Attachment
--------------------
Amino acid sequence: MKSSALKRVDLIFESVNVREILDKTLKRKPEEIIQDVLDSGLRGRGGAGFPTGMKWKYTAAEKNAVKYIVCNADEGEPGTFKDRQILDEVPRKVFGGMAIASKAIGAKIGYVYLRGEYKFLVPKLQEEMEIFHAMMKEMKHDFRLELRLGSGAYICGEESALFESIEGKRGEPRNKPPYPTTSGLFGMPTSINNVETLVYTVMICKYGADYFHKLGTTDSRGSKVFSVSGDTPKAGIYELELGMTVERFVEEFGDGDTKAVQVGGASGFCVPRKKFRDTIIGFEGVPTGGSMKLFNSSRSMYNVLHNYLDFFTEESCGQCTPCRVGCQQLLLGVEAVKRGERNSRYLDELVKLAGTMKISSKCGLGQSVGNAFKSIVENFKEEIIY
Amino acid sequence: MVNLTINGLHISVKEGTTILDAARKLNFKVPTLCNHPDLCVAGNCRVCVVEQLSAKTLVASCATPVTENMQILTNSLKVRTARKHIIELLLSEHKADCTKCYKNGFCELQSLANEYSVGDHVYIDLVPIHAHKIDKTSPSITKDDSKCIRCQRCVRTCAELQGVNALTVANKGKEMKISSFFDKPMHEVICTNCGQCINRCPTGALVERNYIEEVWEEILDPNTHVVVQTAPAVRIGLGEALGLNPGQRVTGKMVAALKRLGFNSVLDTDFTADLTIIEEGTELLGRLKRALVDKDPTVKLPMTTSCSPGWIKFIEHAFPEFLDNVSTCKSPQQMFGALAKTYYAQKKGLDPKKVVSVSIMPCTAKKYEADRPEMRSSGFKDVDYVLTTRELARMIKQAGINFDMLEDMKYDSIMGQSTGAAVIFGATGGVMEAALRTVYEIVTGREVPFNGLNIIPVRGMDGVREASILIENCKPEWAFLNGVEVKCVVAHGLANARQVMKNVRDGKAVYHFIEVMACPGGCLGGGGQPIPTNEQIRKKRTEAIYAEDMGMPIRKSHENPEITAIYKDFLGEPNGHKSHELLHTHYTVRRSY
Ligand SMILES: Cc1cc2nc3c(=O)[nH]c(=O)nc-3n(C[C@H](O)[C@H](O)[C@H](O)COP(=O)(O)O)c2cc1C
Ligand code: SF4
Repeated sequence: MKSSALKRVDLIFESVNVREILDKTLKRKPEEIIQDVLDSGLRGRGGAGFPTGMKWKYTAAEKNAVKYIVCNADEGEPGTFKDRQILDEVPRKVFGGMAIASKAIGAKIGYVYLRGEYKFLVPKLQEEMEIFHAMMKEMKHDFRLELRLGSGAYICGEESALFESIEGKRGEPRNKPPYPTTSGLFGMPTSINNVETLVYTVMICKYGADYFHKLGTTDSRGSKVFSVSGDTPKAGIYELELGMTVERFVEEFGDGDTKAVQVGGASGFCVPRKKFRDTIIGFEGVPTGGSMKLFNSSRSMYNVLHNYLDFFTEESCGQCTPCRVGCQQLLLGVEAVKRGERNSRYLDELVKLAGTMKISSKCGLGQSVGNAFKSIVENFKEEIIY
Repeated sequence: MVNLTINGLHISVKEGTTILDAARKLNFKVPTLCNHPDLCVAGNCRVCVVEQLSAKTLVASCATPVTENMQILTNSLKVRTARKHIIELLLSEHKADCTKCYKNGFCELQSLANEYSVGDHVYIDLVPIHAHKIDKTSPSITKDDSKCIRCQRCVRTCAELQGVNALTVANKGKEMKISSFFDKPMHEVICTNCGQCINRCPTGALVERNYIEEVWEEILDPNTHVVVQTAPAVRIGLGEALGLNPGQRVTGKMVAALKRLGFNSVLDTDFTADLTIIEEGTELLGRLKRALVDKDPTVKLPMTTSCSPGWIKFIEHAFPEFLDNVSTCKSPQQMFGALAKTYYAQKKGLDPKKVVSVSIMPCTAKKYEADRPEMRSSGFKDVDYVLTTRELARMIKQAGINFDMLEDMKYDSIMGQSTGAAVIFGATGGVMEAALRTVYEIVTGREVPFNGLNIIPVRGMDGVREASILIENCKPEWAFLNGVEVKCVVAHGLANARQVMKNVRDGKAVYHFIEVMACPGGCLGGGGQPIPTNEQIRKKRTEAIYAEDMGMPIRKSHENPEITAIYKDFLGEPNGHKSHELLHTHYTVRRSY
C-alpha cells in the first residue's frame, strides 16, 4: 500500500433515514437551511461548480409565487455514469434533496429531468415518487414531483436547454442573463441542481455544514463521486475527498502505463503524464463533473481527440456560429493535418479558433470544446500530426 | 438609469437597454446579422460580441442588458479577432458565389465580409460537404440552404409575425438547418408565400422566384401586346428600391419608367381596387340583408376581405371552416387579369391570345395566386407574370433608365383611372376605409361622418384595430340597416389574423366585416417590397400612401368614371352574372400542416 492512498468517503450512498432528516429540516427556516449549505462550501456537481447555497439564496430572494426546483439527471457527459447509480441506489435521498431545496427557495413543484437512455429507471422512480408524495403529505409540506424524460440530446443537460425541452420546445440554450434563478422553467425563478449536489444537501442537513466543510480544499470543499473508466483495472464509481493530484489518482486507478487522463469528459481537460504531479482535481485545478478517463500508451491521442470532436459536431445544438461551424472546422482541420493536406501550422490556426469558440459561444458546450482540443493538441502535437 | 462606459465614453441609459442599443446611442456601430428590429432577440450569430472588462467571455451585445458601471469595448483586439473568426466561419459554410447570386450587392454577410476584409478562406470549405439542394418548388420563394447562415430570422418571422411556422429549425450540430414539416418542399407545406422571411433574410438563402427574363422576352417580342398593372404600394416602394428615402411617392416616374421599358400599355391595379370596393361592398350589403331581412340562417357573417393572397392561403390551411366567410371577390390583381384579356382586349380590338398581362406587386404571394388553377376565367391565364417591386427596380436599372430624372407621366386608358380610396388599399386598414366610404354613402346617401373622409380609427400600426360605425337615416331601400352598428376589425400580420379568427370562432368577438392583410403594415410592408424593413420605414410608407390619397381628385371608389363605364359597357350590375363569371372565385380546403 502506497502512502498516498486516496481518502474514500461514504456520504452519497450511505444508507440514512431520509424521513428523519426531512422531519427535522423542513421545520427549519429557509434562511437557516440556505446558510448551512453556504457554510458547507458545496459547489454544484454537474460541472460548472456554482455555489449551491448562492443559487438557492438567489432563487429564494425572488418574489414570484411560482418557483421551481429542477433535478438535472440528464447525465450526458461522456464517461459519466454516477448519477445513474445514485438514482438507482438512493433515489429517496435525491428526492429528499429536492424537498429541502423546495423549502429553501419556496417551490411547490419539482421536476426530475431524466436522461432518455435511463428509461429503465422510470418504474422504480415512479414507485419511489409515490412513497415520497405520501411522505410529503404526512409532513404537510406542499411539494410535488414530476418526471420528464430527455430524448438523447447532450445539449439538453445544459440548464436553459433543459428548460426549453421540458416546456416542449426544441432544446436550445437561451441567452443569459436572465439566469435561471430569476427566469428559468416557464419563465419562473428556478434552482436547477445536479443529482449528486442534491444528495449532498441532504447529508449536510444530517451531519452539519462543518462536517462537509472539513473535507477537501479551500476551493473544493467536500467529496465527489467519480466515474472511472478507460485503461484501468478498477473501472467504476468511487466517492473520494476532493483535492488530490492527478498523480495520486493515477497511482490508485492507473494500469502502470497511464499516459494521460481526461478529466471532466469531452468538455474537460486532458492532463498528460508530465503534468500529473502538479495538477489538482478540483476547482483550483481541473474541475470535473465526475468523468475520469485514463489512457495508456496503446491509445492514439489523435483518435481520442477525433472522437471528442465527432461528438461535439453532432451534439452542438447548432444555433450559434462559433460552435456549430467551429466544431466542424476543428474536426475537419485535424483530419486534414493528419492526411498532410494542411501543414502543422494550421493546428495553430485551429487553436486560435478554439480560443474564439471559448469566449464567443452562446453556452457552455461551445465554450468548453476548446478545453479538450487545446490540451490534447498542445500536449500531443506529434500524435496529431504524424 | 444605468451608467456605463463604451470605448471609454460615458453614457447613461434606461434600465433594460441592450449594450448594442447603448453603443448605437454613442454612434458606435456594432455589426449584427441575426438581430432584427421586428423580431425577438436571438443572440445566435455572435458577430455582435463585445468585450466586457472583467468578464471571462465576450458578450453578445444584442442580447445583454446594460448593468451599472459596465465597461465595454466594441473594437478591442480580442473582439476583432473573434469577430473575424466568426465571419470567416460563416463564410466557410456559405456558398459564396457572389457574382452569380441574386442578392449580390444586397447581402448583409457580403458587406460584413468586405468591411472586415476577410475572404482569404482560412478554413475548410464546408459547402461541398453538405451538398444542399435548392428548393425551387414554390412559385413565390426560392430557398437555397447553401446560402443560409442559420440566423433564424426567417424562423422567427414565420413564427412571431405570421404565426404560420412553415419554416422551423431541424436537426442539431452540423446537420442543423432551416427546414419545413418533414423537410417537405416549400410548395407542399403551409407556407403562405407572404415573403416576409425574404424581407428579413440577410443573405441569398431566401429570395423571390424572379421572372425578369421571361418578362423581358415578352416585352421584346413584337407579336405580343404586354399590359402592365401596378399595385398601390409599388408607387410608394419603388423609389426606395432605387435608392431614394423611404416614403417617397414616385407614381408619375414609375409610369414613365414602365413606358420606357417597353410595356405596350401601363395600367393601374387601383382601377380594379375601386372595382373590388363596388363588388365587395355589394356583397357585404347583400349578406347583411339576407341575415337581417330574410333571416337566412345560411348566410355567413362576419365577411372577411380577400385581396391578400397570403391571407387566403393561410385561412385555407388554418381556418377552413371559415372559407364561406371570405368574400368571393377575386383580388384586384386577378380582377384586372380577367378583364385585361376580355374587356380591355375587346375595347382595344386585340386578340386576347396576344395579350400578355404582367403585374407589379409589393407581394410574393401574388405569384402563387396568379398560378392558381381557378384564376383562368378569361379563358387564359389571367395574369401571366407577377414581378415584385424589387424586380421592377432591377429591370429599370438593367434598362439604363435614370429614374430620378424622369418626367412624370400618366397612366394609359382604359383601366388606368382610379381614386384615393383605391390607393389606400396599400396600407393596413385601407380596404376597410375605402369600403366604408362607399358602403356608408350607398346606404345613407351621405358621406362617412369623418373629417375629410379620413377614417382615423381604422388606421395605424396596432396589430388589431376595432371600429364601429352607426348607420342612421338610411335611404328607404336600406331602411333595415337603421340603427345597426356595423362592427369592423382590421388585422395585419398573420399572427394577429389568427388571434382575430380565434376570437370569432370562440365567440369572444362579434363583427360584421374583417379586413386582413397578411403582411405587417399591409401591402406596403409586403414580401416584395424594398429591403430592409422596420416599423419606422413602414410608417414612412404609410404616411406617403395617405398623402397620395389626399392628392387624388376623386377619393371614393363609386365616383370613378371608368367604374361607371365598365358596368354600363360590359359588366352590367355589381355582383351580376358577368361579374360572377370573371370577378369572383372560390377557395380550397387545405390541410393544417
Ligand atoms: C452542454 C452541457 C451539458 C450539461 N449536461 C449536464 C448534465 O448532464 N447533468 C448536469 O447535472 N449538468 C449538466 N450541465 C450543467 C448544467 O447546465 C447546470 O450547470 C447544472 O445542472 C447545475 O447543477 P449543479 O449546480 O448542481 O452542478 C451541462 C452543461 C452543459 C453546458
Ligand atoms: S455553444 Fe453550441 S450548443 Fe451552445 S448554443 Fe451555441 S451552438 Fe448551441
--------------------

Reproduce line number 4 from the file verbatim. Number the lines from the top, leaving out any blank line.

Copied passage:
Ligand code: SF4